Castle Peak is located in the Highland Range west of US95 and northwest of Searchlight. It isn't the highpoint of the range but it has a class 4 summit block, making it one of the more challenging ones. It was brought to my attention in Purcell's guidebook, Rambles & Scrambles, and seemed a good complement to the morning's climb. There were other bonus peaks in the area that I thought we might get to as well, but Castle Peak turned out to be enough to fill our plate for the day. We left two vehicles along US95 and once again piled into the jeep for the drive. I followed directions provided by Purcell's book, getting us within a mile and a half of the summit on the southwest side. The route starts up a wash, easy going for the first 20min or so, before the wash becomes more of a gully where we climbed out to use the East Ridge route, class 2-3. Though steep and somewhat loose, it offered shade and was mostly a class 2 affair. Where cliffs are encountered, we moved left around a corner where a bypass to get around and above the cliffs is found. From there it's pretty easy class 2 to the base of the summit pinnacle, an effort that took us a little over an hour. I knew the class 3-4 route to be on the east side, but we first checked out the north side to see what things looked like there. Tom only briefly considered trying that side. Backtracking to the shady east side, we found a ledge that traverses left onto the East Face about 1/3 of the way up from the bottom. A second, wider ledge is encountered higher up, then some class 3 scrambling to the right side where a short class 4 step can be done with the aid of a handline for safety. I used the loop in the steep cable for just this purpose since it was there, but Tom and Iris both ascended using neither the cable nor the nylon webbing that was attached. It took all of six minutes to get three of us up the summit block - not as challenging as Devils Thumb, but still a fun little scramble. We found a plastic container but no register, a little to our dismay. Upon descending the block, we walked north a short distance to the benchmark where we found a John Vitz register dating to 1985. There were 18 pages to the fairly busy register, most recently by Harlan and Anji only a week earlier. Seems like we were following their recent footsteps today. We had considered climbing Possible Mesa on our way back, but it looked like it would take us an extra couple of hours that we didn't feel like expending. Instead we descended to the south as a way to get another route option in, which also allowed us a better view of Monkey Fist on the crest south of Castle Peak. It would be 4:30p by the time we got back to the jeep for some cold beverages and snacks, signalling the end of the day. We still had some driving to get north to Las Vegas. While they stuck to the outskirts, I headed to the Strip and the Mandalay Bay Hotel where my wife was staying while she reffed a girl's volleyball tournament. Tom and Iris would spend the next few days rock climbing since the weather was good, leaving me to play around in some of the surrounding hills on my own. Good fun...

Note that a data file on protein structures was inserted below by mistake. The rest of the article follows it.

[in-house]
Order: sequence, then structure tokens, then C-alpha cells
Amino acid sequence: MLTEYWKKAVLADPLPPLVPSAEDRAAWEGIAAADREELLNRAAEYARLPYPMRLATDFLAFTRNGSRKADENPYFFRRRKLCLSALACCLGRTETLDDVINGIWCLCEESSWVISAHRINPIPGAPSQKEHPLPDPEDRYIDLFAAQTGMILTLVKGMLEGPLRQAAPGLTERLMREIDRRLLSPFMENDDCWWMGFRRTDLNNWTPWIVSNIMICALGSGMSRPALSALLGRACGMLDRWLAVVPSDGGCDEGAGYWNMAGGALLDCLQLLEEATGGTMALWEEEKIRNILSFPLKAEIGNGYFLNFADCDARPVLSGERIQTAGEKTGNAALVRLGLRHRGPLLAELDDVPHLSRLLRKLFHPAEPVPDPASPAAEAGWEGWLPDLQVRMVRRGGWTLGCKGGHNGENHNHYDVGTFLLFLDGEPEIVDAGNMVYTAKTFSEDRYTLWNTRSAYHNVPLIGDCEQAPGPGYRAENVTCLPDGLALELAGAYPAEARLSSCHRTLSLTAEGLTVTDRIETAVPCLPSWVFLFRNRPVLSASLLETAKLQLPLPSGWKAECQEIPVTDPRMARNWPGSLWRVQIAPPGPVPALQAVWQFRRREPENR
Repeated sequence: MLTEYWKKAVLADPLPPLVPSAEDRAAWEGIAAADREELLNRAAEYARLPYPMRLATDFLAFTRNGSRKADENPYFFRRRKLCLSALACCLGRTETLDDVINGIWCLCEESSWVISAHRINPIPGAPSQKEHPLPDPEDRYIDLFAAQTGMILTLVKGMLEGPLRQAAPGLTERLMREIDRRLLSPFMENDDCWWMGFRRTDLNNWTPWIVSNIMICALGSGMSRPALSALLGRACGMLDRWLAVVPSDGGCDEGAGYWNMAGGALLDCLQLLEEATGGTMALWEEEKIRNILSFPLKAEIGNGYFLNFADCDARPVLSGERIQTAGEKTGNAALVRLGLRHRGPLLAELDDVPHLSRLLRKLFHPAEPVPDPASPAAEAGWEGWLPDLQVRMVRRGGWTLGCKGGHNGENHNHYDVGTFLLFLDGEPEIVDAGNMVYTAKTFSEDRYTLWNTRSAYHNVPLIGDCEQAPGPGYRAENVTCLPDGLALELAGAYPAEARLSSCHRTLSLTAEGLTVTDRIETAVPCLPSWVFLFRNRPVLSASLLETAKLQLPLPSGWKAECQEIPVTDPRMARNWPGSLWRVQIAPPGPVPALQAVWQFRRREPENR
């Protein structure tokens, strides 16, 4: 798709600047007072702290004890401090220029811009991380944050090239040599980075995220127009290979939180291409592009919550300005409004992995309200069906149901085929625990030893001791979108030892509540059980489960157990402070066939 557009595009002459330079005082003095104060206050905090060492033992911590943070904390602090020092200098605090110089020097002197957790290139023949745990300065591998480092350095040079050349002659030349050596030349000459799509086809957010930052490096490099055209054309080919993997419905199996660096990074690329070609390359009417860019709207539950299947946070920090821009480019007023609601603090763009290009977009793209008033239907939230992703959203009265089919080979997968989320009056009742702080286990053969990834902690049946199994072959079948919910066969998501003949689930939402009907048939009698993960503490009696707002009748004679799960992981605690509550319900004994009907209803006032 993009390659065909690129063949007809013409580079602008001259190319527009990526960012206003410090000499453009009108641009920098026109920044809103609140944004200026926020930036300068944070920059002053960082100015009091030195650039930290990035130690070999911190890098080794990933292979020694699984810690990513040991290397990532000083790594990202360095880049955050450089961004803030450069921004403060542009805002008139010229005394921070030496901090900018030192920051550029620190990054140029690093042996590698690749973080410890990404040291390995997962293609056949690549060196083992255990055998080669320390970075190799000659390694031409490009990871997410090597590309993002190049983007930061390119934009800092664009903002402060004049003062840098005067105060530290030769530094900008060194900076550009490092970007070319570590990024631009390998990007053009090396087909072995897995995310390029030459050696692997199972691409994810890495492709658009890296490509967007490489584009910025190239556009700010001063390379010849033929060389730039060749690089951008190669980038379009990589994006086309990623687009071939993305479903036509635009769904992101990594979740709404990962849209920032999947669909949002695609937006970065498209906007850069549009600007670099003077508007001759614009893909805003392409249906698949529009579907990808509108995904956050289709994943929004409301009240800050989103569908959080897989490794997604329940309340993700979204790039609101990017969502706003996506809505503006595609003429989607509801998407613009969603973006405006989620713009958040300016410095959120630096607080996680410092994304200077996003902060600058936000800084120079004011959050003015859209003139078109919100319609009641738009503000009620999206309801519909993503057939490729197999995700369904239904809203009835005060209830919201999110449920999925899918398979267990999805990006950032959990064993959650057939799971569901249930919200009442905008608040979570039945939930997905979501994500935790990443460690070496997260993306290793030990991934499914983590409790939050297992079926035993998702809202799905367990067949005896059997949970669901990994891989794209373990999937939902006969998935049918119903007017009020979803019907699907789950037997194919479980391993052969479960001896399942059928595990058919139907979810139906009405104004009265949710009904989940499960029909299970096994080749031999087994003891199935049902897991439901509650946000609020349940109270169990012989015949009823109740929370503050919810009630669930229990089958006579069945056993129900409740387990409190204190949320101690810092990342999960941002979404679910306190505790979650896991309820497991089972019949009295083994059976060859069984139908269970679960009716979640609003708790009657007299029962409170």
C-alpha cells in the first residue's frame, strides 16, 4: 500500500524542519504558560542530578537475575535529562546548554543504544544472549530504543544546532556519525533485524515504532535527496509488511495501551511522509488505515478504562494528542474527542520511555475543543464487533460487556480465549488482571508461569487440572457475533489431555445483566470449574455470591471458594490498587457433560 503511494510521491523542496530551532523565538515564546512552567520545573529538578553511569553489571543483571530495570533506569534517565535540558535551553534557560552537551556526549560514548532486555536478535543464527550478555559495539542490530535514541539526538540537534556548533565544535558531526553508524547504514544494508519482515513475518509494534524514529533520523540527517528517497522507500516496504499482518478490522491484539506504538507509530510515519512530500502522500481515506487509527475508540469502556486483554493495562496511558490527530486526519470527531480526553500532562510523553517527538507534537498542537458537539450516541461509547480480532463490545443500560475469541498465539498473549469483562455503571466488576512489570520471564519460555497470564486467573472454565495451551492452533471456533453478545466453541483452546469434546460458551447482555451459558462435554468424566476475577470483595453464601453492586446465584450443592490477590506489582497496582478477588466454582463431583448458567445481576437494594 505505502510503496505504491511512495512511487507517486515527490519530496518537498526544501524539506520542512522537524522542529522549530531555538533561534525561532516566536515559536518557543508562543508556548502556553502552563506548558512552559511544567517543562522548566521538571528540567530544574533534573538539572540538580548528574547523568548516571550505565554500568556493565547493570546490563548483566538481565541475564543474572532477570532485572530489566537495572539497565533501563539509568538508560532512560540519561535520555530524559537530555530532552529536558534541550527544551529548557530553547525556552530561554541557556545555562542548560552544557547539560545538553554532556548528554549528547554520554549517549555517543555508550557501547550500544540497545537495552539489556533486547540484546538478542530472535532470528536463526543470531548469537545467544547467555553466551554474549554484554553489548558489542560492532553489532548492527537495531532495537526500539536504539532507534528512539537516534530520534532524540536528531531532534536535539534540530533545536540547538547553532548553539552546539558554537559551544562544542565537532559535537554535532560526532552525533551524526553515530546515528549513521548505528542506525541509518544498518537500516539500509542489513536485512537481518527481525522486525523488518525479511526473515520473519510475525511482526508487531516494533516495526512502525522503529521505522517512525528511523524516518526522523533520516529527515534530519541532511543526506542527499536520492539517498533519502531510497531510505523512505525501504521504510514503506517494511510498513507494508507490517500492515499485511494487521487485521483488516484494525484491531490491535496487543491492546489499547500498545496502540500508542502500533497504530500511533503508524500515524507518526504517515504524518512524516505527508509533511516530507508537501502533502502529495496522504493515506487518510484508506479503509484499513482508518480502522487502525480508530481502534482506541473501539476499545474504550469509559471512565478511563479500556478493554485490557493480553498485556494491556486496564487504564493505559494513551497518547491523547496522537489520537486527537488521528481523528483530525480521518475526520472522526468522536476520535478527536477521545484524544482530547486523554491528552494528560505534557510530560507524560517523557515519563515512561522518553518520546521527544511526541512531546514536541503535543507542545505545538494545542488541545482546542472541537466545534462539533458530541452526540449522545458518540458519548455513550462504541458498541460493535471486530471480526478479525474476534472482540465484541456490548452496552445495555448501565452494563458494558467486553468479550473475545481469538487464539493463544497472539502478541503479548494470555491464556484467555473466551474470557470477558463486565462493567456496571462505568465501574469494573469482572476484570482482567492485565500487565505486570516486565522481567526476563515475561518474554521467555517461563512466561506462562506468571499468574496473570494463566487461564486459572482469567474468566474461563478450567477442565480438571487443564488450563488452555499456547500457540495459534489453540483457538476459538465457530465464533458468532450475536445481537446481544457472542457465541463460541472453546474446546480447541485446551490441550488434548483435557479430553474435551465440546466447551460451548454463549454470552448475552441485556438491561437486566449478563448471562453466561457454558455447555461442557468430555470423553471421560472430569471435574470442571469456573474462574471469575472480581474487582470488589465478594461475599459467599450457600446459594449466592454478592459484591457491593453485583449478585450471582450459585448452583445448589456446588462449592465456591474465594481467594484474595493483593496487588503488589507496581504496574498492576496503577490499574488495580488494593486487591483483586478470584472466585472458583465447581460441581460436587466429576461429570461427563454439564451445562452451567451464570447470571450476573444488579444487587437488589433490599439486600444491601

Continued...